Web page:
Most never forget their first car. Although some may not have been the most exotic or the fastest, there will always be something about vehicle number one. You are unchained. It offers the freedom to go wherever you want, whenever you want. Keith Wagner of Illinois is still the proud owner of his first car. Over the course of the last 24 years, this slick Chevelle has seen an evolution from mild grocery-getter to wild street/strip terror, and the changes keep coming.
In April of 1985, Keith was out scouring auctions and used car lots. After traveling hundreds of miles and searching everywhere, the quest came to an end when a '67 Chevelle appeared on the street two miles from his house with a "For Sale" sign on it. With 45,000 miles on the clock and a 283 under the hood, this granny-mobile was the perfect starter for Keith and the base for his life-long project.
Building and blowing up the 283 became common in those early days of ownership, and he took advantage of these opportunities to learn something new with each rebuild. The need for more power pushed Keith to build a bigger bullet, and a 350ci small-block was the next logical move.
"The 350 was going to be the race motor I was dreaming of," Keith explains. "Unfortunately it didn't like the runs at over 8,000 rpm that I enjoyed, and it soon went to the engine graveyard." The next step in the quest for more power found a 383 under the hood of the Chevelle. The addition of the stroker prompted Keith to upgrade the drivetrain in order to handle the newfound power. With a TH400 and a 12-bolt rearend under the car, the Chevelle lasted a season as a high 12-second street car.
As Keith's desire for more power grew, so did his need for more displacement, and the 383 soon gave way to a big-block. Three hundred and ninety-six inches of Chevy power soon took up residence in the engine bay of the Chevelle. Built to rev well above the 8,000 rpm zone, Keith backed the new heart and soul with an M-22 four-speed transmission, and blasted his way into the low 12s at the drag strip.
"I ran the car for a couple of years with that set-up," Keith tells us. "I was out with Ed Stoddard and we were talking about how to get fast revs and improve my car's performance." Sound familiar?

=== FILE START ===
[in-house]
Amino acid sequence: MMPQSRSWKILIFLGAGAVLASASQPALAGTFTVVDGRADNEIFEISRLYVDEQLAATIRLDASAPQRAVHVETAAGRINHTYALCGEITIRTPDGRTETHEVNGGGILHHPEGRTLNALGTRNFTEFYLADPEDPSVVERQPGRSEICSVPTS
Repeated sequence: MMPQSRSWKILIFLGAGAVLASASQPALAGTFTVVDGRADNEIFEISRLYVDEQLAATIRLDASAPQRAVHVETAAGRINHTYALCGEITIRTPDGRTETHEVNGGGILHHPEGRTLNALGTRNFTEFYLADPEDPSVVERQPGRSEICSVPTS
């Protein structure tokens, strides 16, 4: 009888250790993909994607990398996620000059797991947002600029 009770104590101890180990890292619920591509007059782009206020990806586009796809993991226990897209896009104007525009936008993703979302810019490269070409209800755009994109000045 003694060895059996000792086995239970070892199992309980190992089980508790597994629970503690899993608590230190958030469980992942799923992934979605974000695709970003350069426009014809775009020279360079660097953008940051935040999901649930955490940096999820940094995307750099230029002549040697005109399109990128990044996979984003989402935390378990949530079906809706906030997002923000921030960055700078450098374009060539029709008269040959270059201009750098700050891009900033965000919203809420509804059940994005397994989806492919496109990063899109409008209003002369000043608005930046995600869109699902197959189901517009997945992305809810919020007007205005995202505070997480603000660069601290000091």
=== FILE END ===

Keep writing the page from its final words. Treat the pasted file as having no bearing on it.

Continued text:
Soon after, the construction would start on a 427 with lightweight internals and a solid-roller drivetrain. The additions of a Tremec five-speed transmission and a 9-inch rear-end would also help Keith pilot his Chevelle well into the 11-second zone-a comfortable place for street and strip duty.
The next phase in the evolution of Keith's Chevelle found the A-body in Martin, Tennessee, for a full restoration. Steve Legend of Legend's Hot Rods, took 14 months to complete the overhaul of the Chevelle. "When the car returned, I raced it a few times, but it was done and I was bored," Keith adds.
It was his boredom that drove him to take the next leap in the name of extreme performance. A discussion with Stoddard and Jeff Schwartz sparked the need to build a street monster: A goal of 1,000 hp was set.
When Stoddard started the engine build, he knew it had to be something special. He started with a Brodix aluminum block and filled the bores with JE pistons. Howard rods connect the pistons to the Howard crankshaft that sets the rotating assembly into motion. Brodix aluminum cylinder heads were added next, followed by an Edelbrock intake manifold to deliver the air/fuel mixture to the combustion chambers.
A custom hydraulic-roller camshaft sets the valves in motion and releases exhaust gasses into the ceramic-coated Hooker headers waiting to direct them from the engine bay. A Holley four-barrel-style throttle body sits atop the intake and lets the forced air from the F2 ProCharger into the new aluminum mill. Two Aeromotive A1000 in-tank fuel pumps, Edelbrock fuel rails, and 160 psi injectors feed the hungry bullet that now lives under the hood.
Keith's need for more power has not deterred him from manually changing gears. A twin-disc Kevlar clutch from McLeod transfers power to a Jericho five-speed gearbox that Keith proudly operates. At the end of the driveshaft is a 9-inch Ford rear-end housing. A set of 3.55 gears turn an Eaton Truetrac differential, which spins the axles setting the American Racing Torque Thrust wheels in motion. Out back, BFGoodrich drag radials keep this Chevelle glued to the track and street while BFGoodrich G-Force TAs cushion the ride up front.
With the addition of copious amounts of power, Keith has high hopes for his once tame Chevelle. "Our expectation is to complete the dyno tuning and head out for some shake-down runs at the strip." Keith informs us. "The car should go deep into the 9s at speeds approaching 150 mph."